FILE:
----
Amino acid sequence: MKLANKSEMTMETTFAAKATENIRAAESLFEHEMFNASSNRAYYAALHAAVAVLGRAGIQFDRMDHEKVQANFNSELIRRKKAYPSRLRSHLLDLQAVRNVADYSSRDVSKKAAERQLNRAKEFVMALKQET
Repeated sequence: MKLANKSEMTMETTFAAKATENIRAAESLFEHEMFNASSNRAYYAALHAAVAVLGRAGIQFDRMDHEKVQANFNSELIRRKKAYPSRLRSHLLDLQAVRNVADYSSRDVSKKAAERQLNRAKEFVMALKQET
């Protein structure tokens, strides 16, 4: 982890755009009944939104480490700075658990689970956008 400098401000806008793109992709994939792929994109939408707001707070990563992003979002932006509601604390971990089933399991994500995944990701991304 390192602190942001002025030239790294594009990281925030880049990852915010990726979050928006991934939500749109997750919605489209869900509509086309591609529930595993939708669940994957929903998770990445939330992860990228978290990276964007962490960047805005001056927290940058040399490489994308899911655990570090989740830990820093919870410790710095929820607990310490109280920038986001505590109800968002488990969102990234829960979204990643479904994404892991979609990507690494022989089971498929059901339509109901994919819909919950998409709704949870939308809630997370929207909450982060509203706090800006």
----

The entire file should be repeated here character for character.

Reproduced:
Amino acid sequence: MKLANKSEMTMETTFAAKATENIRAAESLFEHEMFNASSNRAYYAALHAAVAVLGRAGIQFDRMDHEKVQANFNSELIRRKKAYPSRLRSHLLDLQAVRNVADYSSRDVSKKAAERQLNRAKEFVMALKQET
Repeated sequence: MKLANKSEMTMETTFAAKATENIRAAESLFEHEMFNASSNRAYYAALHAAVAVLGRAGIQFDRMDHEKVQANFNSELIRRKKAYPSRLRSHLLDLQAVRNVADYSSRDVSKKAAERQLNRAKEFVMALKQET
């Protein structure tokens, strides 16, 4: 982890755009009944939104480490700075658990689970956008 400098401000806008793109992709994939792929994109939408707001707070990563992003979002932006509601604390971990089933399991994500995944990701991304 390192602190942001002025030239790294594009990281925030880049990852915010990726979050928006991934939500749109997750919605489209869900509509086309591609529930595993939708669940994957929903998770990445939330992860990228978290990276964007962490960047805005001056927290940058040399490489994308899911655990570090989740830990820093919870410790710095929820607990310490109280920038986001505590109800968002488990969102990234829960979204990643479904994404892991979609990507690494022989089971498929059901339509109901994919819909919950998409709704949870939308809630997370929207909450982060509203706090800006």